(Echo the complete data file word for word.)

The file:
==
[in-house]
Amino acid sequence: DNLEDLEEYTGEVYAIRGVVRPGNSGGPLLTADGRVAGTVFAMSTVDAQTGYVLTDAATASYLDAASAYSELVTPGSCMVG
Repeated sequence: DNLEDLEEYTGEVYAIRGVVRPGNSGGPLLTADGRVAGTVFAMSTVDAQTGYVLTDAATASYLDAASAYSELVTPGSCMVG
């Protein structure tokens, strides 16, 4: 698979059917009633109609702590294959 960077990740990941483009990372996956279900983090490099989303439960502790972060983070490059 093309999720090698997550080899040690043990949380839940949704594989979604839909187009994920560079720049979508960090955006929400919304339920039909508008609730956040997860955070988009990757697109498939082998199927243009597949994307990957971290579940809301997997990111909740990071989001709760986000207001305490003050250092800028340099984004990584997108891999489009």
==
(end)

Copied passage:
[in-house]
Amino acid sequence: DNLEDLEEYTGEVYAIRGVVRPGNSGGPLLTADGRVAGTVFAMSTVDAQTGYVLTDAATASYLDAASAYSELVTPGSCMVG
Repeated sequence: DNLEDLEEYTGEVYAIRGVVRPGNSGGPLLTADGRVAGTVFAMSTVDAQTGYVLTDAATASYLDAASAYSELVTPGSCMVG
């Protein structure tokens, strides 16, 4: 698979059917009633109609702590294959 960077990740990941483009990372996956279900983090490099989303439960502790972060983070490059 093309999720090698997550080899040690043990949380839940949704594989979604839909187009994920560079720049979508960090955006929400919304339920039909508008609730956040997860955070988009990757697109498939082998199927243009597949994307990957971290579940809301997997990111909740990071989001709760986000207001305490003050250092800028340099984004990584997108891999489009």